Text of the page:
Challenging Your Beliefs


Challenging Your Beliefs

Our beliefs are the result of the experiences we have as we mature. These experiences as well as the influences of parents, clergy, books we read and movies we see shape our beliefs. Much of the time our beliefs serve us well and allow us to deal with life's challenges in an adaptive way. At times, however, our beliefs can give rise to thinking that affects us in deleterious ways.

The list of irrational beliefs below, exaggerated for effect, are not uncommon. They can lead to thinking or perceptions (See Blog Post-Changing Your Thinking and Feel Better) resulting in negative feeling states like anxiety or depression. Are some of these beliefs your beliefs? Can you propose to yourself an alternative belief that might make your life better?

Irrational beliefs

1. It is a dire necessity for adult humans to be loved or approved by virtually every
significant other person in their community.

2. One absolutely must be competent, adequate and achieving in all important respects or
else one is an inadequate, worthless person.

3. People absolutely must act considerately and fairly and they are damnable villains if
they do not. They are their bad acts.

4. It is awful and terrible when things are not the way one would very much like them to

5. Emotional disturbance is mainly externally caused and people have little or no ability
to increase or decrease their dysfunctional feelings and behaviors.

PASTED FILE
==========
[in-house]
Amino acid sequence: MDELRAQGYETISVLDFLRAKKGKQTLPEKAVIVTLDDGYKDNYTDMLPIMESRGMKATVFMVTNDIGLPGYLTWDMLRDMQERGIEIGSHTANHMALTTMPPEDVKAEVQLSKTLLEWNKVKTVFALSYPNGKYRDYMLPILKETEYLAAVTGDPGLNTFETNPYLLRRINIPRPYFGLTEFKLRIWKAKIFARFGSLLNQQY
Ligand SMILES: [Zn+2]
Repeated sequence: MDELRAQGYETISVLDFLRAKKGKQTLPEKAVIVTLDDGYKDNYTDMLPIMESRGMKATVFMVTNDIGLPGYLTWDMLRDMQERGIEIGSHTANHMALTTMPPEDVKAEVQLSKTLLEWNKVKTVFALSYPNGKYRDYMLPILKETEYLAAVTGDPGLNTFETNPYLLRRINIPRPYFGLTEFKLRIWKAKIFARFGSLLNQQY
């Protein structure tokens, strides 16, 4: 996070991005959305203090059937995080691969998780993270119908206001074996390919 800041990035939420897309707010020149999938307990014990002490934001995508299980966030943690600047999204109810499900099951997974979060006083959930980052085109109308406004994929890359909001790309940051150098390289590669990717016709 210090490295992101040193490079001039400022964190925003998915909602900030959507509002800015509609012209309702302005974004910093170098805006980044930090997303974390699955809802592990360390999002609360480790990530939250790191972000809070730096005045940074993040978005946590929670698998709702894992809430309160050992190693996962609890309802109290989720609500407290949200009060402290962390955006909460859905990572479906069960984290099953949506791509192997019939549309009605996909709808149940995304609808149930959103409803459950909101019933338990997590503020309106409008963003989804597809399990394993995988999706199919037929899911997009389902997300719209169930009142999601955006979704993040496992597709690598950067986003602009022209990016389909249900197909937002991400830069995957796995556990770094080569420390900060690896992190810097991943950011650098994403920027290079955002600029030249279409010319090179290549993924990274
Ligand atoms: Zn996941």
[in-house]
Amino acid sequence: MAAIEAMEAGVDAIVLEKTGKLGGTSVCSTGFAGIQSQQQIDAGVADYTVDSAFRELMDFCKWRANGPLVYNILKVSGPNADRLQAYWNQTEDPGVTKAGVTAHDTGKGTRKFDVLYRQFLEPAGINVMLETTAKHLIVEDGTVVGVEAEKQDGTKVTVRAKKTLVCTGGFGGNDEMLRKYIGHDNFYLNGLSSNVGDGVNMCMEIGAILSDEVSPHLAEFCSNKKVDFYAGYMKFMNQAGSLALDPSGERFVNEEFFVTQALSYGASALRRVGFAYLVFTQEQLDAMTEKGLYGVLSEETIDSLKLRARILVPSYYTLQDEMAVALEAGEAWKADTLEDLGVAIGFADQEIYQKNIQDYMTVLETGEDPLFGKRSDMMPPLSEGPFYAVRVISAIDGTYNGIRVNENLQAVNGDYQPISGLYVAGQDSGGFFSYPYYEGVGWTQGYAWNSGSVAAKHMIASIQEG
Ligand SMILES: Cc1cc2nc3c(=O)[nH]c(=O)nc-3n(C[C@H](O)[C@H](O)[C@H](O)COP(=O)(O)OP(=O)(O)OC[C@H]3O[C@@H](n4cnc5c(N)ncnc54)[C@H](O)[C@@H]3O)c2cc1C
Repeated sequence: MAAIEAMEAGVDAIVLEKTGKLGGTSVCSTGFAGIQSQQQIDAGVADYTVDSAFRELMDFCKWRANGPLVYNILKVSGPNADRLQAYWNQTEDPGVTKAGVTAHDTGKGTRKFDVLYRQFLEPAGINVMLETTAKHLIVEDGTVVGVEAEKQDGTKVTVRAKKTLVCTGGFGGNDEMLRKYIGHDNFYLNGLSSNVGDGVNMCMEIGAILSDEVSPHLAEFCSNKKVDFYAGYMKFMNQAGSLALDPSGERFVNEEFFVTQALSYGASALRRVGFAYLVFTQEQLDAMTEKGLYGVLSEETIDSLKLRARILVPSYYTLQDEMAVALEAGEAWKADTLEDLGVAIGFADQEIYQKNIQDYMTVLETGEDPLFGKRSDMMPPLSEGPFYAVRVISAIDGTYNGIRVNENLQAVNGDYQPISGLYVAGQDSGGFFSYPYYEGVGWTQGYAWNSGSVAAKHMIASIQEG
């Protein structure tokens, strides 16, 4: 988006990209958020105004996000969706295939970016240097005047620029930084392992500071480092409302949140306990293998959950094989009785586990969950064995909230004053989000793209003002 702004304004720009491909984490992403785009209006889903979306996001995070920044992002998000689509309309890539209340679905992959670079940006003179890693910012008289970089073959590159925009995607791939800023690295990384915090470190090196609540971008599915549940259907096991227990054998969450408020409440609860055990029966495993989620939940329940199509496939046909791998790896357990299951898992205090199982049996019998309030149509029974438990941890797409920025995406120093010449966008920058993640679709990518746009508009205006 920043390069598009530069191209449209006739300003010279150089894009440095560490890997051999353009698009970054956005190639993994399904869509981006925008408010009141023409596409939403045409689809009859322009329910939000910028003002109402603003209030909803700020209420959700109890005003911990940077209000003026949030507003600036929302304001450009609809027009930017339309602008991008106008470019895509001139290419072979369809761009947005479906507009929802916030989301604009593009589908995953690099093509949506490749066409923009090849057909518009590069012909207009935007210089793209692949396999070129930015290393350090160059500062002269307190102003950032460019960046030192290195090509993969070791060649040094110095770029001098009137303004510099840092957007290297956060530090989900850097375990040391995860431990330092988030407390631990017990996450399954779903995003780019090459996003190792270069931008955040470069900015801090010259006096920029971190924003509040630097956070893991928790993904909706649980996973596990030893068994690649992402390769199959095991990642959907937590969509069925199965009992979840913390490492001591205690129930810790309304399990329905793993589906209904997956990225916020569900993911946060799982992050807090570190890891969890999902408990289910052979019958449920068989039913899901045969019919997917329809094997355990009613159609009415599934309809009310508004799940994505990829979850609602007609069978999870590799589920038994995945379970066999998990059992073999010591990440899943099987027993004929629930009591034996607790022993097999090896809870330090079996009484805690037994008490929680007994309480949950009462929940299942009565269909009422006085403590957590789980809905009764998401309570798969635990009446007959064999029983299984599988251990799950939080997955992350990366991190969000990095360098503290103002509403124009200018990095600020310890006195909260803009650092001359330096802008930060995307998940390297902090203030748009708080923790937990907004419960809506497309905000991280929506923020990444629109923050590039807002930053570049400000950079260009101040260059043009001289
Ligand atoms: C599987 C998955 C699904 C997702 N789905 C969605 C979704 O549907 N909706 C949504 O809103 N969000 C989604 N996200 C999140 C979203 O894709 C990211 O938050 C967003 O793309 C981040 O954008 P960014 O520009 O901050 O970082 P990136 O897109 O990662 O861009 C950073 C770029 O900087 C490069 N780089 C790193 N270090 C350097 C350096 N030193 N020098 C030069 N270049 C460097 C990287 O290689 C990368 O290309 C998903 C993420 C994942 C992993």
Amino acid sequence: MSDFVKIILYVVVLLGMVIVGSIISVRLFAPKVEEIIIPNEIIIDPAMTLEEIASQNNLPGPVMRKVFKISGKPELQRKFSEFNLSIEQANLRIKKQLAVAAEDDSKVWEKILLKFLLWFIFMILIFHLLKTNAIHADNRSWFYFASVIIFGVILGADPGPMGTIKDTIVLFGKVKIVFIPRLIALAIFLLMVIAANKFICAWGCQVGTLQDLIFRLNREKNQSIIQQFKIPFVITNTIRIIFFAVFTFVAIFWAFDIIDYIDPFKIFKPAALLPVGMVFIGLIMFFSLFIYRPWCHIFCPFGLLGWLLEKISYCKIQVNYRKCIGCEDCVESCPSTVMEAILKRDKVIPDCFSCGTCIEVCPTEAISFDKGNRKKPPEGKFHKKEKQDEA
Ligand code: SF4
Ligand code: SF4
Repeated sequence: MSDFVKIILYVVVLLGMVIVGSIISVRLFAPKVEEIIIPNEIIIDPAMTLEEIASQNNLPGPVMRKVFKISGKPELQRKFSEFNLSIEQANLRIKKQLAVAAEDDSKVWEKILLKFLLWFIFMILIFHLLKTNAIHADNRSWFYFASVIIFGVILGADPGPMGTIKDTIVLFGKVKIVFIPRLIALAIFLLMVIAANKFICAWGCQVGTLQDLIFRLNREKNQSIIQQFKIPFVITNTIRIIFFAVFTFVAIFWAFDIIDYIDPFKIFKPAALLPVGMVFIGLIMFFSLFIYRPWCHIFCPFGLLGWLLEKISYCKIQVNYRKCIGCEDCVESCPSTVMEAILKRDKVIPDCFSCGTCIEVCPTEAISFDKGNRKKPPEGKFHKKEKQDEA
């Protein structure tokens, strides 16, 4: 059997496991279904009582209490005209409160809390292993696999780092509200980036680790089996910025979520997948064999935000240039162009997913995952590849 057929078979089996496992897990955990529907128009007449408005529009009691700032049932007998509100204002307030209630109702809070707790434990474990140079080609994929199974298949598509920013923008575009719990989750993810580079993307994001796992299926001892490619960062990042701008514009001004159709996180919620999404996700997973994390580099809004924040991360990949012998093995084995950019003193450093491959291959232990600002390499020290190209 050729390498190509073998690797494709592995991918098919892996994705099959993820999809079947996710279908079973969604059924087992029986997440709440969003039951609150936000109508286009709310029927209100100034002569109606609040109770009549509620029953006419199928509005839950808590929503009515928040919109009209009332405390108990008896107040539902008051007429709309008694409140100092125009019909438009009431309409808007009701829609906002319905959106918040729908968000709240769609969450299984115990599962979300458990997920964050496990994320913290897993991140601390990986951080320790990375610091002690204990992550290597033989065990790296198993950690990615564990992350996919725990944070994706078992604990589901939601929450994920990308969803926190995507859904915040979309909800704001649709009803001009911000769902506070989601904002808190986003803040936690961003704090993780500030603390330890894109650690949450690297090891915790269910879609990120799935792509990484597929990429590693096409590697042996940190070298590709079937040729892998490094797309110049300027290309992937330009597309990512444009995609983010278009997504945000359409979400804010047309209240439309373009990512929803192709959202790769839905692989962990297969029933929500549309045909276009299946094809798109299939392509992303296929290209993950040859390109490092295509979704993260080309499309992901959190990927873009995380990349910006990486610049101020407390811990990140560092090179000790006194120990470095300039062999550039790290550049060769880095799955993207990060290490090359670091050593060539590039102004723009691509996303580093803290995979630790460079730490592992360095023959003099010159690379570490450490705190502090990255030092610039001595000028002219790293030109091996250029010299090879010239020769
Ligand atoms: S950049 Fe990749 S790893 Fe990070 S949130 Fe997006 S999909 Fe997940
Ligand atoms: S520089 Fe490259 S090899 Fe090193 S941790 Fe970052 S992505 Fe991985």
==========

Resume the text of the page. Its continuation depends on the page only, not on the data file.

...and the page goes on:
6. If something is or may be dangerous or fearsome, then one should be constantly and
excessively concerned about it and should keep dwelling on the possibility of it

7. One cannot and must not face life's responsibilities and difficulties and it is easier to
avoid them.

8. One must be quite dependent on others and need them and you cannot mainly run one's
own life.

9. One's past history is an all-important determiner of one's present behavior and because
something once strongly affected one's life, it should indefinitely have a similar effect.

10. Other people's disturbances are horrible and one must feel upset about them.

11. There is invariably a right, precise and perfect solution to human problems and it is
awful if this perfect solution is not found.

Three Column Technique

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Three Column Technique

One technique to help you challenge your negative/irrational thinking is the Three Column Technique. Simply fold a piece of paper in thirds. Label the first column "Event", the second column "Thought/Thinking/Perception" and the third column "Feeling/Behavior". The technique highlights the fact that it is not events that affect our mood or behavior but our interpretation or thoughts about the event. See the example below.

1st Column: Event-I had a first date with Gretchen and it seemed to go well. I asked her out this week. She said she was too busy.

2nd Column: Thought/Thinking/Perception-She does not like me.

3rd Column: Feelings/Behavior-Sad. Frustrated. I won't bother to ask her out again.

So it's not the event that triggered the sadness, but this individual's thinking about the event. Note his thinking error-Mind Reading, making an assumption about Gretchen without much evidence.

Change Your Thinking and Feel Better


Changing Your Thinking